Here’s how I did with my February goals:
- Study the Allen County Public Library catalog and begin compiling a research to-do list for the upcoming Midwest Geneabloggers Get-Together. Yeah, not started yet. But #1 on my list for this week. I’ll be using Tina Lyons’ 10 Tips for Researching at ACPL on Gen Wish List to help me formulate a plan.
- Do research connected to my writing goals. Check.
- Prepare my older daughter’s bedroom for conversion into a home office. Still a work in progress. She came home for a weekend and we cleaned out her fully-loaded bookshelves, so it’s looking better.
- Follow along with Michelle Goodrum’s challenges for The 21st Century Organized Genealogist. I created an Family Archives Inventory chart on Growly Notes after being inspired by the one Michelle posted here. I’m slowly (key word) making time to walk around room-by-room and fill it out. Baby steps.
- Write eight blog posts. This is seven, so I think I’ll make it (did I mention I’m thankful for Leap Day?).
- Participate in the Family History Writing Challenge, hosted by Lynn Palmero, by writing 250 words per day. I didn’t keep up with this the way I had hoped. I wrote some, but not consistently. Lynn and her guest bloggers wrote a number of outstanding posts this month, though, and I’ve saved them in Evernote for future inspiration.
- Write an article and submit it for publication. Just finished.
- Attend the 2012 Family History Jamboree in Dayton, Ohio. I made it to four out of six sessions. I especially enjoyed hearing Peggy Lauritzen’s presentations on “Migration Trails to the Ohio” and “Using Tax Records to Age and Place Ancestors.” She reminded us how much maps can help our research. My friend Cindy Freed wrote a great post about how the sessions drove home the usefulness of timelines on her blog, Genealogy Circle.
- Attend the Pinellas (Florida) Genealogical Society 2012 Seminar featuring Colleen Fitzpatrick. This is the first time I’ve had the opportunity to hear Colleen speak, and she was amazing. She was literally a rocket scientist before turning her analytic skills to forensic genealogy and thorny DNA problems. Colleen delivered four riveting presentations, and at her book-signing table she was as friendly as could be. She gave me some neat ideas about new ways to look at evidence. I didn’t know anyone at the seminar, but I met a really nice woman who’s also from Ohio. I always feel a little uneasy going into a new group like this, but I haven’t regretted it yet.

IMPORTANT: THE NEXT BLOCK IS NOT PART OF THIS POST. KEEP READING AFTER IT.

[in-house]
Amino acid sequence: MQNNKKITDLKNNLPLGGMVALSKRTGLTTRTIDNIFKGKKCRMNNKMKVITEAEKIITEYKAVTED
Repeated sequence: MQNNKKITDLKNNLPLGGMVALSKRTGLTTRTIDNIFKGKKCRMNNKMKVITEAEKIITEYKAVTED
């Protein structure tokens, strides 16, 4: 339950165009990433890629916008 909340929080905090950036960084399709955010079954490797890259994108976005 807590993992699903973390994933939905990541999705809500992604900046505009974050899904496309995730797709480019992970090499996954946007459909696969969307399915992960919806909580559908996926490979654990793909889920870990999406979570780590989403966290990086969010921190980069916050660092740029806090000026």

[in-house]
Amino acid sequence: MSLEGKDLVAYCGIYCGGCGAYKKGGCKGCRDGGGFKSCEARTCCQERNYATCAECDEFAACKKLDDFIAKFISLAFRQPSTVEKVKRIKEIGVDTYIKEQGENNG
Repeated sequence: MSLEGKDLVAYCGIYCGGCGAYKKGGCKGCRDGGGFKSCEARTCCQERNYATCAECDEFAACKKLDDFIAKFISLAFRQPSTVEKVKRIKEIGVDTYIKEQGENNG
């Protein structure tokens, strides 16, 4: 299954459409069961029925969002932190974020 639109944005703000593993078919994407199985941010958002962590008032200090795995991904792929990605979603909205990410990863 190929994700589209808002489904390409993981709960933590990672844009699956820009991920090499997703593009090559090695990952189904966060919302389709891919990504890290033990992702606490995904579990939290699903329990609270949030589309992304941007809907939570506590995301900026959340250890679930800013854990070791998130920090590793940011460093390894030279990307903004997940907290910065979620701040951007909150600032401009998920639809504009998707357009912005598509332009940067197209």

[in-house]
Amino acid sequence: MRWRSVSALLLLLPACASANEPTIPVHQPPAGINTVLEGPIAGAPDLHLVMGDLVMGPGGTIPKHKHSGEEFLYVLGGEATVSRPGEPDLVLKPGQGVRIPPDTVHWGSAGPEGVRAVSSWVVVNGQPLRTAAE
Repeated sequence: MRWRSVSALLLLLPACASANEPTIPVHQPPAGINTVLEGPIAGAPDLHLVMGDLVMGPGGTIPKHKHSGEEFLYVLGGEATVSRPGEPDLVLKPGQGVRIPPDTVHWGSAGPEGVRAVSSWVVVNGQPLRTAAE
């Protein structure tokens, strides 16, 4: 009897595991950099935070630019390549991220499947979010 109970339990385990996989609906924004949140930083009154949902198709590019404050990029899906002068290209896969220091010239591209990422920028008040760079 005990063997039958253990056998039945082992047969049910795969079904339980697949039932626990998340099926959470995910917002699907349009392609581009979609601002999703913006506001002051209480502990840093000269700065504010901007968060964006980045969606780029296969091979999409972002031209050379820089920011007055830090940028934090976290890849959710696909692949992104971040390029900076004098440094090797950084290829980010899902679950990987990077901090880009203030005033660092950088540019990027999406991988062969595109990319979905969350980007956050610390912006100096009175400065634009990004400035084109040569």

|Colleen Fitzpatrick at the Pinellas Genealogical Society 2012 Seminar|
- Watch at least two webinars online. The first one I watched was Michael John Neil’s Seeing the Patterns: Organizing Your Information for the Southern California Genealogical Society. Michael shared various types of charts and diagrams he creates to organize and analyze information. I hastily scribbled down seven pages of notes, and would really like to listen to it again—it was that packed with helpful material. The second webinar was Marian Pierre-Louis’ Ten Brick Wall Tips for Beginners for Legacy Family Tree. I think the title is a bit of a misnomer, because the tips Marian gave are good for researchers at any level. Very worthwhile. If you hurry, the webinar is still available to watch for free here.
- Oh, and I also watched as many of the RootsTech live streaming sessions as I could. Next best thing to being there.
My other big accomplishment for the month was successfully registering for the Advanced Research Methods class at GRIP (Genealogical Research Institute of Pittsburgh) this summer. Woohoo! I know the class will be challenging and intense (just getting in was intense), but I’m really looking forward to it. For a fun look at registration day, read my classmate Chris Staats’ post, Getting My GRIP On. There's limited space available in three other great courses at GRIP, so if you're interested, don't wait too long to sign up. The faculty is top-notch.
I’ll be back next Monday with my March goals. Best wishes for a great week!